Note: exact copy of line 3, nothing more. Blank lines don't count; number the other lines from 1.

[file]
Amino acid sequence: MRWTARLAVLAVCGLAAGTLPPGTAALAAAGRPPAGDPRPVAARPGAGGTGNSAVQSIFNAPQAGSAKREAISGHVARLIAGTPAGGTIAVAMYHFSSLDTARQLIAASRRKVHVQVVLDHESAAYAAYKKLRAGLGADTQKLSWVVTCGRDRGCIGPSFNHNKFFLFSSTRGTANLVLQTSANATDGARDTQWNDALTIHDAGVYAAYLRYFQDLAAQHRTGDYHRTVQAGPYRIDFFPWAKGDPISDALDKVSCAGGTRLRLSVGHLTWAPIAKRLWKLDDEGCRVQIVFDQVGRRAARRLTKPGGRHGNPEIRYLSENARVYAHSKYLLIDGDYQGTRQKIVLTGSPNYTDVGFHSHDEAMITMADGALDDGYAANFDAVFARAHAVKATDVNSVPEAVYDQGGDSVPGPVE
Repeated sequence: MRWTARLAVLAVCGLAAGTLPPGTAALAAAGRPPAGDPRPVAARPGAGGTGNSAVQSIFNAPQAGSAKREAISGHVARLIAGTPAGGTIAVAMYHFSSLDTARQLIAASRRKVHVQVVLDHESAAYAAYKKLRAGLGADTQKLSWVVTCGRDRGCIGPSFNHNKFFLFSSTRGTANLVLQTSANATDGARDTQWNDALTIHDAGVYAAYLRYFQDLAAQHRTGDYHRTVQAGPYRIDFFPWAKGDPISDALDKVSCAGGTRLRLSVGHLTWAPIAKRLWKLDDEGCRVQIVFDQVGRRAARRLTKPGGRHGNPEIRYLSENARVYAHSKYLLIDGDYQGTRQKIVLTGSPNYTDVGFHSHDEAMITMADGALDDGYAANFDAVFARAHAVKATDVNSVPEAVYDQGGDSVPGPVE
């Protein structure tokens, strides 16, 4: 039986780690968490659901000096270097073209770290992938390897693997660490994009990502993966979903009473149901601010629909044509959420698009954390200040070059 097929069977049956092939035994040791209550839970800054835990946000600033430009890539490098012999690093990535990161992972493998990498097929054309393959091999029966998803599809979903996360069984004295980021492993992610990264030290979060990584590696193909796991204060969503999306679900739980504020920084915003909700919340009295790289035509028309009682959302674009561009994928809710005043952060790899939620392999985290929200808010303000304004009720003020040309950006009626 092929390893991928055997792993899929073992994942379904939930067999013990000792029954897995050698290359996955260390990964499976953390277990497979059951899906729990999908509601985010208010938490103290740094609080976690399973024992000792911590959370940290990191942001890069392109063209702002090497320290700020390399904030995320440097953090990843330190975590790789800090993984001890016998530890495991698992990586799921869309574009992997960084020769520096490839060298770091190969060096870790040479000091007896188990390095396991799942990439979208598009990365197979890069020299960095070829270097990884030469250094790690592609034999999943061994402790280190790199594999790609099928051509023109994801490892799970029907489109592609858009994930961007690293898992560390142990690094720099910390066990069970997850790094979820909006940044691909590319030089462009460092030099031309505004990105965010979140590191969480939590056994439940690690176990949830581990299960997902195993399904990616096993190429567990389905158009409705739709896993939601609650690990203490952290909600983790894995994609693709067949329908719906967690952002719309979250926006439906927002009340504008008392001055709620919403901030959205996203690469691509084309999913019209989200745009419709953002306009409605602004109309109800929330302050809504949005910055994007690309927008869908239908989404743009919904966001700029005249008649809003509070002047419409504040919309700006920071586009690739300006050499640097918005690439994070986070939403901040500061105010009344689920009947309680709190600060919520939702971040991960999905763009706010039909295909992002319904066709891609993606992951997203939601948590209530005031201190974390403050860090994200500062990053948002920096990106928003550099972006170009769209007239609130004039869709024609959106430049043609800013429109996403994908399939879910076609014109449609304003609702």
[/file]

């Protein structure tokens, strides 16, 4: 039986780690968490659901000096270097073209770290992938390897693997660490994009990502993966979903009473149901601010629909044509959420698009954390200040070059 097929069977049956092939035994040791209550839970800054835990946000600033430009890539490098012999690093990535990161992972493998990498097929054309393959091999029966998803599809979903996360069984004295980021492993992610990264030290979060990584590696193909796991204060969503999306679900739980504020920084915003909700919340009295790289035509028309009682959302674009561009994928809710005043952060790899939620392999985290929200808010303000304004009720003020040309950006009626 092929390893991928055997792993899929073992994942379904939930067999013990000792029954897995050698290359996955260390990964499976953390277990497979059951899906729990999908509601985010208010938490103290740094609080976690399973024992000792911590959370940290990191942001890069392109063209702002090497320290700020390399904030995320440097953090990843330190975590790789800090993984001890016998530890495991698992990586799921869309574009992997960084020769520096490839060298770091190969060096870790040479000091007896188990390095396991799942990439979208598009990365197979890069020299960095070829270097990884030469250094790690592609034999999943061994402790280190790199594999790609099928051509023109994801490892799970029907489109592609858009994930961007690293898992560390142990690094720099910390066990069970997850790094979820909006940044691909590319030089462009460092030099031309505004990105965010979140590191969480939590056994439940690690176990949830581990299960997902195993399904990616096993190429567990389905158009409705739709896993939601609650690990203490952290909600983790894995994609693709067949329908719906967690952002719309979250926006439906927002009340504008008392001055709620919403901030959205996203690469691509084309999913019209989200745009419709953002306009409605602004109309109800929330302050809504949005910055994007690309927008869908239908989404743009919904966001700029005249008649809003509070002047419409504040919309700006920071586009690739300006050499640097918005690439994070986070939403901040500061105010009344689920009947309680709190600060919520939702971040991960999905763009706010039909295909992002319904066709891609993606992951997203939601948590209530005031201190974390403050860090994200500062990053948002920096990106928003550099972006170009769209007239609130004039869709024609959106430049043609800013429109996403994908399939879910076609014109449609304003609702």